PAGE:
Paul Hanlon (Bumble and bumble): When you think of a Rag & Bone girl, she’s got like an urban coolness to her. I think this time we wanted it to feel like there were military references, like an urban sport-smart. You get the feel that the girl is very physical, very active, she feels very confident in the way she looks. So the hair is almost like second nature, it’s not really important. So we went for this little ratty knot, a bit funky, a bit masculine, the feeling is very organic and not too hairdresser-done. The products that are great for this are the Bumble and bumble Thickening Spray to prep the hair, a rough dry without any brushing, and a bit of Brilliantine for the ends, just to moisturize the hair. At the end, we are using a bit of Sumotech for the roots to make it have that day-old quality. Naturally, when hair is greasy it is always greasier on the roots and drier on the ends. Then we are just pulling it back with an elastic into the middle of the head and tying in this ratty knot. We didn’t want to do it low because it felt a little bit too ‘ballerina.’ It’s more like those tennis pros with their really high hair. And it’s good for the girls’ faces because it gives them a little bit of a lift. On the ends of the hair we are using a bit of the Spray de Mode, which is just a little bit stronger just to hold the tails. When they walk I don’t want their hair to move so it becomes almost savage, in a way. It’s like punk hair, always kind of over-processed, just a little bit more attitude to it.
Gucci Westman (MAC): “So it’s really just a sheer kind of skin, but obviously it’s done. There’s a lot of work that goes into it. We did that with Strobe Cream because it gives a little touch of shine, but isn’t as messy as a gloss The mouth is just the MAC Spice Lip Pencil—we’re doing the outline and then I’m just dabbing it across the lips. On the eyes it’s nice to have a little gold, like you’re on a safari, and a little glamorous.”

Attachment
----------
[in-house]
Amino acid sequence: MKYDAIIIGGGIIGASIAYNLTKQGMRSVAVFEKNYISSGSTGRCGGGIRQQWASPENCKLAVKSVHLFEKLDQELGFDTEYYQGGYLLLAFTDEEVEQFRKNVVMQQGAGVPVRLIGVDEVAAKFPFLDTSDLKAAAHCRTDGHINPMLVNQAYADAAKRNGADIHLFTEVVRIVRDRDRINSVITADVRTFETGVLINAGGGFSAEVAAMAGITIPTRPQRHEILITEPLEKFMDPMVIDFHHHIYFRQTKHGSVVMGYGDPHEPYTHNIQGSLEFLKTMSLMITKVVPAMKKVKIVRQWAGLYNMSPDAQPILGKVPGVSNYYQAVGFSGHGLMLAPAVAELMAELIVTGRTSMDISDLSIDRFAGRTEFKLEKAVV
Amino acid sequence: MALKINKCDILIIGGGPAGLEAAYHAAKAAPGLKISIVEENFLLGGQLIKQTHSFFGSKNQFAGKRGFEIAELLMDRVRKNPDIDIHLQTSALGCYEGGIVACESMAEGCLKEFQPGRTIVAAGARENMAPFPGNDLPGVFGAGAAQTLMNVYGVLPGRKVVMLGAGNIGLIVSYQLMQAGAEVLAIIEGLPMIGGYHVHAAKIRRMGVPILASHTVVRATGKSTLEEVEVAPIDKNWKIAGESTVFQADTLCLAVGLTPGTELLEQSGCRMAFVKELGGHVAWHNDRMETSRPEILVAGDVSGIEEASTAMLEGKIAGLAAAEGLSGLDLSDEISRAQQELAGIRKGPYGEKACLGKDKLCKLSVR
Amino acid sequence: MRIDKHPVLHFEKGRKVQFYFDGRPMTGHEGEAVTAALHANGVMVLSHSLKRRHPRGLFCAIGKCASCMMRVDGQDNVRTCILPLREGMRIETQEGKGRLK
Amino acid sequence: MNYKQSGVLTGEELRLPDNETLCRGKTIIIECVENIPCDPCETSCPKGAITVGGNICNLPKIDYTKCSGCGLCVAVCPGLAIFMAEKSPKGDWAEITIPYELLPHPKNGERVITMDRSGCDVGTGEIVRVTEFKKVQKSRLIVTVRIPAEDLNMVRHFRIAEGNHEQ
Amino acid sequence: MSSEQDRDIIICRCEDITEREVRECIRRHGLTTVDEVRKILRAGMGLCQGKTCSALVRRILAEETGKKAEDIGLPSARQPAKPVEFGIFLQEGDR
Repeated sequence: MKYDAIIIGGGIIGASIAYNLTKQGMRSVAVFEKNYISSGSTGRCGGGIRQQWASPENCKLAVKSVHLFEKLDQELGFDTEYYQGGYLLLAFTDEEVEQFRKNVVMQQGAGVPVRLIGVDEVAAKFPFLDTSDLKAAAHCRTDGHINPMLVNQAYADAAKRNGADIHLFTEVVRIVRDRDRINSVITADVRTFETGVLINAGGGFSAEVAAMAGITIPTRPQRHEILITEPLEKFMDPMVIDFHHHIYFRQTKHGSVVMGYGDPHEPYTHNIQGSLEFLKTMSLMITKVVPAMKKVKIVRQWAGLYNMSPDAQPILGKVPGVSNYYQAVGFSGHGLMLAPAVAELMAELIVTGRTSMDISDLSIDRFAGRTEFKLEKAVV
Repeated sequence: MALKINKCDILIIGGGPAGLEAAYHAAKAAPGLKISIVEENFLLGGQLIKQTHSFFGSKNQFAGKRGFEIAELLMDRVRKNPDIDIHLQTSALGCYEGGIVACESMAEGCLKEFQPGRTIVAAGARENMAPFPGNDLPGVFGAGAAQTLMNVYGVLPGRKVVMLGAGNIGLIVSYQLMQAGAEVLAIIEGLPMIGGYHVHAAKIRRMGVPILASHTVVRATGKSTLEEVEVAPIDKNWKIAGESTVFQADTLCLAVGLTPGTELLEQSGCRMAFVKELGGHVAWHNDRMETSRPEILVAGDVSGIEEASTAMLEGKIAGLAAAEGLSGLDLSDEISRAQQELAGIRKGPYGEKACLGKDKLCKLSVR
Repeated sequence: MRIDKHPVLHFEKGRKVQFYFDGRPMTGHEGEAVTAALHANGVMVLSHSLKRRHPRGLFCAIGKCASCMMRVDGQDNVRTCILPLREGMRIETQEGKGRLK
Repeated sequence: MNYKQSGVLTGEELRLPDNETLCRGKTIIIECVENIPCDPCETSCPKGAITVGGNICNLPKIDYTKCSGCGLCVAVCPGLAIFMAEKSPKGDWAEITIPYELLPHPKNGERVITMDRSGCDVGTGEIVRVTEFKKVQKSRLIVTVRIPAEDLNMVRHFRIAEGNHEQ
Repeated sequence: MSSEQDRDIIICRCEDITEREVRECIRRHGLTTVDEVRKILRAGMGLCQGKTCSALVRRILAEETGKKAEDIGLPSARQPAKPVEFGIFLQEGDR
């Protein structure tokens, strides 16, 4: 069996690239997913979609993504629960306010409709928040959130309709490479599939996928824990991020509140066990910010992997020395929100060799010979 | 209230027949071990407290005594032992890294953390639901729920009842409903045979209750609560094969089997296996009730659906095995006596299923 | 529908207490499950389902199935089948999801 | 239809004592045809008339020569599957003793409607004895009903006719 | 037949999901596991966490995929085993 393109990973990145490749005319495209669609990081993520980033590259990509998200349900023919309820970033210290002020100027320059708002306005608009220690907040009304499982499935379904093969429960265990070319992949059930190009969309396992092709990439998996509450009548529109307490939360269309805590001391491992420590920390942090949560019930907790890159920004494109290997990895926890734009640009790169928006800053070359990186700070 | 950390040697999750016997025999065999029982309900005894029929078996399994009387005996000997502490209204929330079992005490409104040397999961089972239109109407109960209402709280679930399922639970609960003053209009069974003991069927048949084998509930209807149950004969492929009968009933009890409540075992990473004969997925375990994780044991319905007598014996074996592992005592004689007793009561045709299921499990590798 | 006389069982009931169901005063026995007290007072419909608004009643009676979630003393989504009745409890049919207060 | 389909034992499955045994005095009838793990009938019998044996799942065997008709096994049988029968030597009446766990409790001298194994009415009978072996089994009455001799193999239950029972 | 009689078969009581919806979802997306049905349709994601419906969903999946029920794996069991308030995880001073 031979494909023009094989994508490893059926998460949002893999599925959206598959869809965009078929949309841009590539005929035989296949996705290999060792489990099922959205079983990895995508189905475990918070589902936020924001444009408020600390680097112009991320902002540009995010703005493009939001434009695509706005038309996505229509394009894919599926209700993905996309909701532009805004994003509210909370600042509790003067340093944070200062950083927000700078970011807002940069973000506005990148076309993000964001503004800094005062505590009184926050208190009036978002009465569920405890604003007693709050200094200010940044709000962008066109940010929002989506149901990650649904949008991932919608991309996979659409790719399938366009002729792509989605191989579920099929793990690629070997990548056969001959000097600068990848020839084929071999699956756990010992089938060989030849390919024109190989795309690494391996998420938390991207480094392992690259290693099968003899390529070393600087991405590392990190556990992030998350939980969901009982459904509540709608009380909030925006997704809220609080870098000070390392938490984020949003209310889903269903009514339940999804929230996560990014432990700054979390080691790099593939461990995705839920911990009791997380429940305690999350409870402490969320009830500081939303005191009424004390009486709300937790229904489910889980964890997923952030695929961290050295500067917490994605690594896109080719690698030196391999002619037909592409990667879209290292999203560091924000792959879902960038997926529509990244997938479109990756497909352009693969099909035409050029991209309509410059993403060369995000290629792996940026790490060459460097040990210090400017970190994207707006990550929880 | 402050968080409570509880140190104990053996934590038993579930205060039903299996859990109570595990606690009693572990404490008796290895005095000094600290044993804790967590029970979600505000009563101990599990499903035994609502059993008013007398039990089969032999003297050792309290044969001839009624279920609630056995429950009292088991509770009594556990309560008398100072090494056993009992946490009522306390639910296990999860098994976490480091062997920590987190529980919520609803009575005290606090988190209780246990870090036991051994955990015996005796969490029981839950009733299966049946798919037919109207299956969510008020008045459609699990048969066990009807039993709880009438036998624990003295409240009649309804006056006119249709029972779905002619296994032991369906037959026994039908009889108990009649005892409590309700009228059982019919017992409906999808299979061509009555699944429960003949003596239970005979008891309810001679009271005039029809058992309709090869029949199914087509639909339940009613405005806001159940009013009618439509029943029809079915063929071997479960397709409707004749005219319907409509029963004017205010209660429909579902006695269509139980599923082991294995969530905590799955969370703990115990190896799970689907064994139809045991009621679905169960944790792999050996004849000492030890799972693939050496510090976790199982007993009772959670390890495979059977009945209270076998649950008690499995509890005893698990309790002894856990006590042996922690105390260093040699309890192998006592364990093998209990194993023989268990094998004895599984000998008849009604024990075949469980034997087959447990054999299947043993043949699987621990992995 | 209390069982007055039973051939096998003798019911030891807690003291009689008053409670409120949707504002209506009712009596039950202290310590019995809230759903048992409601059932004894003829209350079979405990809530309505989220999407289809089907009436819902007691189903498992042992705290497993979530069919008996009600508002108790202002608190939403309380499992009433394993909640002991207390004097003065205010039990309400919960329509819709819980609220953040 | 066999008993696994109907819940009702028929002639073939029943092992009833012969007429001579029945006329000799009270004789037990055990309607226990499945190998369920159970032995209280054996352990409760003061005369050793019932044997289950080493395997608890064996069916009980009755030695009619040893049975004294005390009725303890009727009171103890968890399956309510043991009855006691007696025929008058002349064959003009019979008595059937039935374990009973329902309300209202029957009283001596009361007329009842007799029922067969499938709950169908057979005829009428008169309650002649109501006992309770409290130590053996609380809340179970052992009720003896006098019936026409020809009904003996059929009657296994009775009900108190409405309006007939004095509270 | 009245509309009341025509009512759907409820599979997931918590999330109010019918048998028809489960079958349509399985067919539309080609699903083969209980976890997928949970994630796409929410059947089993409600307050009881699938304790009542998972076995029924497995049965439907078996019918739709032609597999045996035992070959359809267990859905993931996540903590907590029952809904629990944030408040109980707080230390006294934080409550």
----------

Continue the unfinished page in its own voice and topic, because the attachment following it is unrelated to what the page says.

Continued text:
Tom’s Take: Sensory overload, every time. There's always so much going on, it's fun but I leave needing to decompress. This year's theme was some sort of Barbarella ‘60s sci-fi vixen theme. The girls had giant wigs with rollers in them, graphic drawn-on lashes and a milky neon orange lip. Kabuki did the makeup, with a few MAC Lipmixes and a black gel liner, not much more than that (no blush, for instance). The cast was all stars: Gigi, Bella, Stella, etc. The tricky part was that the hair and eye were so intensive that no one could finish it up in time for the show. When I left, 15 minutes after the show was supposed to start, only a few girls had a total finished look. People were running around and yelling, and Coco Rocha was there promoting some juice brand...? It was a very surreal and wonderful experience. Thank you, Jeremy Scott.
Eugene Souleiman: “We wanted there to be drama but also an authenticity, so we set the hair and gave it a good spritz to dry out the hair and get it ready for backcombing. The wigs are each one color—no subtleties or tones. And they’re all the same shape so they really pop out, but are still dress-friendly.”
Kabuki (MAC): “It’s quite a simple makeup, but it hits those notes within the context of the show, like Desperately Seeking Susan plus some 1960s futurism like the B-52s. So it’s all about eyelashes, like an eyeliner that imitates the lash. Then there’s this very neon lip—we’ve mixed orange with white and beige shades. For the girls with the deeper skin tones we are mixing it with a little bit of red and a little bit of dark brown. We just want the effect to be sort of similar. You know photos from the ‘50s or the colors in a Hitchcock movie? There’s just something weird about the greens and the oranges in the ‘60s. It sort of evokes that, if we want to go down that path, but it is also just a fresh look. There’s not a lot of elements going on, just the eyeliner and the bright lip.”